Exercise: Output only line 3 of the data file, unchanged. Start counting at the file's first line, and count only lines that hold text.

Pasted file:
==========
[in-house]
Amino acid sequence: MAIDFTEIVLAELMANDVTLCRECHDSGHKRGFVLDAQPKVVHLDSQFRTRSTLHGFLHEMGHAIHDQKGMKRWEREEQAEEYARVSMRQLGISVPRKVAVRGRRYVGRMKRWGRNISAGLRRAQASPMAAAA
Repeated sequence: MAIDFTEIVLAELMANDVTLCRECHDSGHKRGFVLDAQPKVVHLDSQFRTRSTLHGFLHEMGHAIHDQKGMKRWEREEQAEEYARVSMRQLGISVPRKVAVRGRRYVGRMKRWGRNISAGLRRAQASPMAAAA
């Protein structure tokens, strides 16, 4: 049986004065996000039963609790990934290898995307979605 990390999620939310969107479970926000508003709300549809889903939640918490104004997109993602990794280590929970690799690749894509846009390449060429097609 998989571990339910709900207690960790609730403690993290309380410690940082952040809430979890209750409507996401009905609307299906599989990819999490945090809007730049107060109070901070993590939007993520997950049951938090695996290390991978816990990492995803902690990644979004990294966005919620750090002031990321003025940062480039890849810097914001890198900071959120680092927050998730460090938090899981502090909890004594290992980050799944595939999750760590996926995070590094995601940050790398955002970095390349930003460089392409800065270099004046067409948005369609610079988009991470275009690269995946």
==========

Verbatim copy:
Repeated sequence: MAIDFTEIVLAELMANDVTLCRECHDSGHKRGFVLDAQPKVVHLDSQFRTRSTLHGFLHEMGHAIHDQKGMKRWEREEQAEEYARVSMRQLGISVPRKVAVRGRRYVGRMKRWGRNISAGLRRAQASPMAAAA